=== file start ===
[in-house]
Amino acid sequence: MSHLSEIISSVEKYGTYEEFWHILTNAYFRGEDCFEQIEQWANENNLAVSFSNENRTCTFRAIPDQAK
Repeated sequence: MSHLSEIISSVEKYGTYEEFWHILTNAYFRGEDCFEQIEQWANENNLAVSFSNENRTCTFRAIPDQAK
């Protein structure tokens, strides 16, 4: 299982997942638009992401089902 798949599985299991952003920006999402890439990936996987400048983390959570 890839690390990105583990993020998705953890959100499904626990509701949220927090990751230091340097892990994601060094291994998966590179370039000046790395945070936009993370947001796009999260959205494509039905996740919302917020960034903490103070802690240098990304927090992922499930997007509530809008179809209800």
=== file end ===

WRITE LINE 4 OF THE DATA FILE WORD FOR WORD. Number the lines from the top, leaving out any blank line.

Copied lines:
């Protein structure tokens, strides 16, 4: 299982997942638009992401089902 798949599985299991952003920006999402890439990936996987400048983390959570 890839690390990105583990993020998705953890959100499904626990509701949220927090990751230091340097892990994601060094291994998966590179370039000046790395945070936009993370947001796009999260959205494509039905996740919302917020960034903490103070802690240098990304927090992922499930997007509530809008179809209800």